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Monday, 24 April 2017

Losing my religion

As a musician and singer for over 50 years playing bass in rock and blues bands as well as strumming an acoustic guitar to write songs and sometimes even going out and doing solo gigs it never occurred to me that I might go deaf. Over the years my hearing did deteriorate, but it didn’t stop me being able to function as a player and as a listener but that all changed as my Meniere’s progressed.
I had had the odd bouts of vertigo over a few years, and I had also had days when my hearing wasn’t functioning as it should but I put it down to blocked Eustation tubes, like when you have a bad cold and things go a bit dull and fuzzy. I suppose looking back I can recognize that I have had this condition for perhaps 10 years.
Up until a couple of years ago I was still doing gigs as a solo artist and although at times these were on bad hearing days I was still able to hold a tune and jam around with friends. My wife Jackie and I had bought a boat and were living the dream sailing in the Caribbean. I was teaching Jackie to play ukulele and we used to have fun practicing a few sea shanties to perform for our new found cruising friends.
Then one day on board our boat I picked up the ukulele to practice a couple of tunes and had found I was having difficulty tuning the thing up. I hadn’t noticed this before, in fact I seldom used an electronic tuner and did my tuning the old fashioned way, by ear. I resorted to the tuner which told me that it was now in tune and I began to strum a couple of basic chords, C, Am, F, and G.
Something very strange was occurring as the Chord of C and the chord of Am sounded exactly the same. Even F sounded a bit like C and G was no different. Oh there was a sort of subtle variation but it was a long way from this familiar sequence that I had played 10,000 times before. I tried fingering a simple scale which my ears recognized starting at low C and climbing to high C. I tried that chord change again from C to Am, then I tried an A major to Am. It all sounded the same, I could not tell the difference from one chord to another. And this was on a day when I thought my ears had cleared momentarily.
The bummer with Meniere’s is that you have good days and bad days, or sometimes good weeks and bad weeks, it seems to have no pattern to it. I could go to bed with good ears and wake up the next feeling like I was living with ear defenders on, it was that dramatic. The days when it was bad I just wouldn’t play at all, but when the fog lifted I would revel in the amnesty, but this particular day it seemed I had crossed a threshold with the condition that I was totally unprepared for.
Prior to this point I had noticed that listening to any sort of music was becoming difficult as there was something wrong with the bottom end, which had become a sort of blur that caused me to hear it as over ripe distortion, or a sort of blooming that masked out the rest of the tune. But now my ears were failing to recognize the subtle changes that make up melody. Music had become a no go area, nothing sounded right anymore  in fact it was just becoming a very uncomfortable noise.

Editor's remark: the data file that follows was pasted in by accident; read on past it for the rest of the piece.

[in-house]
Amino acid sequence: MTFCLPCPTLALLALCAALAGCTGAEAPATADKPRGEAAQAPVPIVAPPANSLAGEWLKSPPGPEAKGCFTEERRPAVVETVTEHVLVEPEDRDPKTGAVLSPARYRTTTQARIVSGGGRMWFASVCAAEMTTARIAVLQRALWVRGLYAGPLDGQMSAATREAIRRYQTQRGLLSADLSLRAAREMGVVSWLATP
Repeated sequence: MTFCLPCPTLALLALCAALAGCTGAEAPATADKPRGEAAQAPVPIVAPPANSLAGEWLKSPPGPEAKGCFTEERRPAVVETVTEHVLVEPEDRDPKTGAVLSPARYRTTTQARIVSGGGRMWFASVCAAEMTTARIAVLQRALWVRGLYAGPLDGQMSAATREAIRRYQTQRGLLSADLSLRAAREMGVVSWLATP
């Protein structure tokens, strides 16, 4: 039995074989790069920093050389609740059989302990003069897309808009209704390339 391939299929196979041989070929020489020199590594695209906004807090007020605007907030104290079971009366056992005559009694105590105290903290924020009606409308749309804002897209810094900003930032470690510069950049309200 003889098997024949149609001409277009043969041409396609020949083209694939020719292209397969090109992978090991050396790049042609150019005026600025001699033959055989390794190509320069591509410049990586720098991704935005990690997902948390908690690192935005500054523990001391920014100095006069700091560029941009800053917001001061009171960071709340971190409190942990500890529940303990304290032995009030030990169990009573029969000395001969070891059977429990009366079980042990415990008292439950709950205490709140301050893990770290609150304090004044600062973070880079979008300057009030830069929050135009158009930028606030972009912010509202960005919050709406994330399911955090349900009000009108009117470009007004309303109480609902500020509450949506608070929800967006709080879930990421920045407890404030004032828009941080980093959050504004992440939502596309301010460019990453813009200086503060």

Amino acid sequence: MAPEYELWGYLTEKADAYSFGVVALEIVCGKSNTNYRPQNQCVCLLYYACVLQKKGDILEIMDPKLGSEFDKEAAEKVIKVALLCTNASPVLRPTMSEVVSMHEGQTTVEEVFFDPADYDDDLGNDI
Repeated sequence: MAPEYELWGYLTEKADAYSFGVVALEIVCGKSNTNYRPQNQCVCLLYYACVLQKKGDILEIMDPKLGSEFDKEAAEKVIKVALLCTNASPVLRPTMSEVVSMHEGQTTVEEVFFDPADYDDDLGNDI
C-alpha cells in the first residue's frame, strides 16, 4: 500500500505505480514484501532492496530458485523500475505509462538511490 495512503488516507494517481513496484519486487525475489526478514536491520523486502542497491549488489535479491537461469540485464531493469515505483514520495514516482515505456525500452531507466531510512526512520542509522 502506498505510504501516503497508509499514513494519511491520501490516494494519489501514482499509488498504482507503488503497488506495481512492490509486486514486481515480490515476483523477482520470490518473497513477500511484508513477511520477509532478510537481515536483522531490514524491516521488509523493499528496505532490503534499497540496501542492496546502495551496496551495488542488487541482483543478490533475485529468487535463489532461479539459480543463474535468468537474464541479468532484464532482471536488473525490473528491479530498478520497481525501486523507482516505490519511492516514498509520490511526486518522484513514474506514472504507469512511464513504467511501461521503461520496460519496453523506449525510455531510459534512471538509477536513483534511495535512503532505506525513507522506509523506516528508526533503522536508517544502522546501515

This was how my life was going to be from now on, a life without music, it was unthinkable, Meniere’s had robbed me of a huge part of my life. I would try from time to time, when I thought I was having a slight respite from the fog but C Am, F & G just came out as discordant blur. That was perhaps 18 months ago and I was losing my religion..
I’ve done a good deal of investigation via the wonders of the internet looking for information about ears and how the work and how they fail but have found very little that describes this loss of harmonic decoding that our ears do without us even thinking about it. I found a Scotish professor who played piano that described exactly the same symptoms that I went through, and probably described it better than I have. It makes you aware of how amazingly complicated the process of hearing is and makes you wonder how on earth it works, when everything is normal, of course.
 There’s an eardrum that wobbles backwards and forwards that moves some miniscule bones that tap on an inner window, as they call it, that then moves some 30,000 hair cells that float in a fluid inside a shell like organ called the Choclea. This movement is then converted into electrical signals that race along an auditory nerve fibre which is connected to a particular part of the brain than makes sense of it and manifests itself as a particular sound. We can hear frequencies from very low, I’m not sure how low, to about 20,000 hertz which is a very high pitched squeak.
Now the thing is that when we listen to music it may contain all of these harmonics happening at the same moment, as in a symphony concert, say, and our ears capture all of this at the same instant, feed it to our brain which interprets it as music. It also turns this information into an emotionable response, happy, sad, elated, calming, it passeth beyond all understanding that’s all I can say.
Until you lose the ability to hear, to listen, then the sense of hearing is something we all take for granted, but just stop for a moment and contemplate the wonder of how that sense works, and then put on a set of ear defenders and walk through a week with them on.

Our hearing is dependent on us having a full set of those hair cells, and as we grow older we start to lose them. Loud noises will kill a few of them off at a time, and they are not renewable, they do not regenerate, and even without contracting Meniere’s most people will have trouble in later life. But Meniere’s seems to ransack the remaining ones we have and with a vengeance will lead you to a curious world where music and the whole auditory experience just doesn’t make sense anymore.